by writer/director Ruba Nadda
Two weeks before we were set to shoot in Cairo, the financing for Cairo Time completely fell apart and all the work that had been put the previous four years was slipping through my fingers. I was in shock. I begged my producer, Danny Iron, to figure it out. I was heartbroken. I swore to myself if Cairo Time didn’t get made, that would be it. I was walking away. What scared me is I knew I was serious. I was desperate to tell this story. Danny asked me to give him 48 hours.
Five years ago, I got this idea. It was very simple. The character of Juliette appeared to me, very pronounced, sad, feeling out of sorts in her life, not exactly unhappy in her marriage but sort of given in to the state of her life. She had believed for so long that one day she’d have this "life" with her husband, until the day she arrives in Cairo to meet her husband for a vacation after not seeing him for so long, and once again, he stands her up. I wrote the script quite easily and quite quickly over the course of two months. I saw Juliette and Tareq very clearly and because I had been to Cairo several times, once with my parents and under the protective eye of my very Arab-looking father and then again with my sister, aloneand then finally on my own. I pocketed experiences, images, people, intimate feelings, until one day I knew I would use them all to tell this story. I wanted to tell a very un-West love story where a touch could mean so much, where it was not about immediate gratification. This film has a West-meets-East quality to the unexpected, unrequited love between an Arab man and a North American woman. It’s also a throwback to old style, classic films reminiscent of the restrained, emotional tension in the work of Jane Austen which I had started reading when I was fourteen in Damascus.
Within 48 hours, I was on a plane with my first AD travelling to Cairo to start early scouting. I could notand I still can’tbelieve I was allowed to shoot this movie. I completely understand that sometimes in life you don’t get what you want. But within those 48 hours, my dream was happening. I was getting to shoot this movie that had been a dream of mine since I was 16, with a cast as dreamy as you can getPatricia Clarkson and Alexander Siddig. The next three months turned out to be the most brutal and difficult times of our lives. Cairo is an amazing city but it’s seething with humanity, the heat is unbearable (we were there from April to mid July), there are no sidewalks, there are no streetlights, people don’t drive with their lights on at night, you have to point and demand drivers to stop the cars and let you cross the streetwe never had control over our locations, we had a censorship minder from the government watching my every move. I banned monitors, scripts, shot lists on my set. Often times I would have to send my sister, Fadia, to go take the censorship woman shopping, or for a coffee or to a different location where we were not shooting to lose her if for an afternoon if I had a difficult scene. This censorship woman had to sign the reels before they were allowed to be shipped back home. I was going to be damned if I let her win. I was protecting my script. And as it turns out, I didn’t alter one single word. There were three times where my camera crew and I were almost arrestedyet everyone, from my wicked Canadian and Arab crew to both Patricia and Alexander, handled everything with such grace and patience, we survived Cairo and we had a blast.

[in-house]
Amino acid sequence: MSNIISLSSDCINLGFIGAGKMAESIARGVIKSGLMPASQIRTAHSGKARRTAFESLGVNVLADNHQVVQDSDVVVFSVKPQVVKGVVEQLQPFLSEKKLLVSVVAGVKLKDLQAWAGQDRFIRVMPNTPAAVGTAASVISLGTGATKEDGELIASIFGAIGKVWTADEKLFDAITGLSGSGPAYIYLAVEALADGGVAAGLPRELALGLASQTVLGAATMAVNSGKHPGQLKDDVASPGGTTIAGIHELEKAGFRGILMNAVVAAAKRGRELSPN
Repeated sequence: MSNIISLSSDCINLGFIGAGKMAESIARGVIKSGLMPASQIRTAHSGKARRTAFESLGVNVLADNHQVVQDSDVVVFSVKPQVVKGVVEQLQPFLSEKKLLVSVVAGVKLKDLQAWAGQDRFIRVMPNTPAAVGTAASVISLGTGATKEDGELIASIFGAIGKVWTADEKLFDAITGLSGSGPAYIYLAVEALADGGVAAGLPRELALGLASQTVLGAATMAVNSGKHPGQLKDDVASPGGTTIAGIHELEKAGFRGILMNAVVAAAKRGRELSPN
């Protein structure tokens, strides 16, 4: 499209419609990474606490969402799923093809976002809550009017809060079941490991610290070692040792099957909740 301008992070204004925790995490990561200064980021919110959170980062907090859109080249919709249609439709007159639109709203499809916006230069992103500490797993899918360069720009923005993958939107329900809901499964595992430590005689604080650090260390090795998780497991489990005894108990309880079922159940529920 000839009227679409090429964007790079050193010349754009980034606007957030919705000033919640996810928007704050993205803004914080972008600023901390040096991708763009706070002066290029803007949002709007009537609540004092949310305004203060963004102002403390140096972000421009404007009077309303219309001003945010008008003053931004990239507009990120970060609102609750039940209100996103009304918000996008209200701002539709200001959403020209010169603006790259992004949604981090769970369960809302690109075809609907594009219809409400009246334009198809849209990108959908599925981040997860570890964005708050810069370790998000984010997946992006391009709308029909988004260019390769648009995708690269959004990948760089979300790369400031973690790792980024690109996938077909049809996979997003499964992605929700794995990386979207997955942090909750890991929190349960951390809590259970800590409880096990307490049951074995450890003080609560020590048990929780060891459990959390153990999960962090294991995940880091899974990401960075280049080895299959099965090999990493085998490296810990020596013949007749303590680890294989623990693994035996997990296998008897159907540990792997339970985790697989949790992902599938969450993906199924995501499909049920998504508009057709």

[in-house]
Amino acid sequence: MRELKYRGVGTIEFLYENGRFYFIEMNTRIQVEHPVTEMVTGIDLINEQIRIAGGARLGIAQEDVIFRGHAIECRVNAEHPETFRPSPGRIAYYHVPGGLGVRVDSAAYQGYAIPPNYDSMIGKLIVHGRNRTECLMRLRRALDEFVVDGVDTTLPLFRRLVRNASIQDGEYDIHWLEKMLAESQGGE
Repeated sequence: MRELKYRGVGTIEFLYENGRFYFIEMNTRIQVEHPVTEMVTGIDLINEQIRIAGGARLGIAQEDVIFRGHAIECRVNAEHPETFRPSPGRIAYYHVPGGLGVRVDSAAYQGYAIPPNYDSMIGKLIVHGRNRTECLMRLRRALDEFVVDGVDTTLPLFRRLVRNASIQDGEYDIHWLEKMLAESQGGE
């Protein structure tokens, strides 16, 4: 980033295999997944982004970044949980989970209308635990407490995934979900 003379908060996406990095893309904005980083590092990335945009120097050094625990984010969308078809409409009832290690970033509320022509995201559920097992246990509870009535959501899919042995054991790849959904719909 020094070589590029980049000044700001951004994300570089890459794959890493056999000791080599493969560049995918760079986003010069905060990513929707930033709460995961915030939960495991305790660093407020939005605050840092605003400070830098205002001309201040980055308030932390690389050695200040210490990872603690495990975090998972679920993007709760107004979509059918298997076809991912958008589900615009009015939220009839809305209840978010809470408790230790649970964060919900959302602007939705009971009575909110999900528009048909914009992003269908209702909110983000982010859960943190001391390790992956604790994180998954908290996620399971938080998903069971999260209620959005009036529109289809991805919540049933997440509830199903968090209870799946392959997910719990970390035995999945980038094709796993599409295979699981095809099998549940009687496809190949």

Cairo Time is a very simple and subtle story. It’s about unexpected love between two very ordinary people. I would have gone to the ends of the earth to get this movie made. I still can’t believe it’s happened.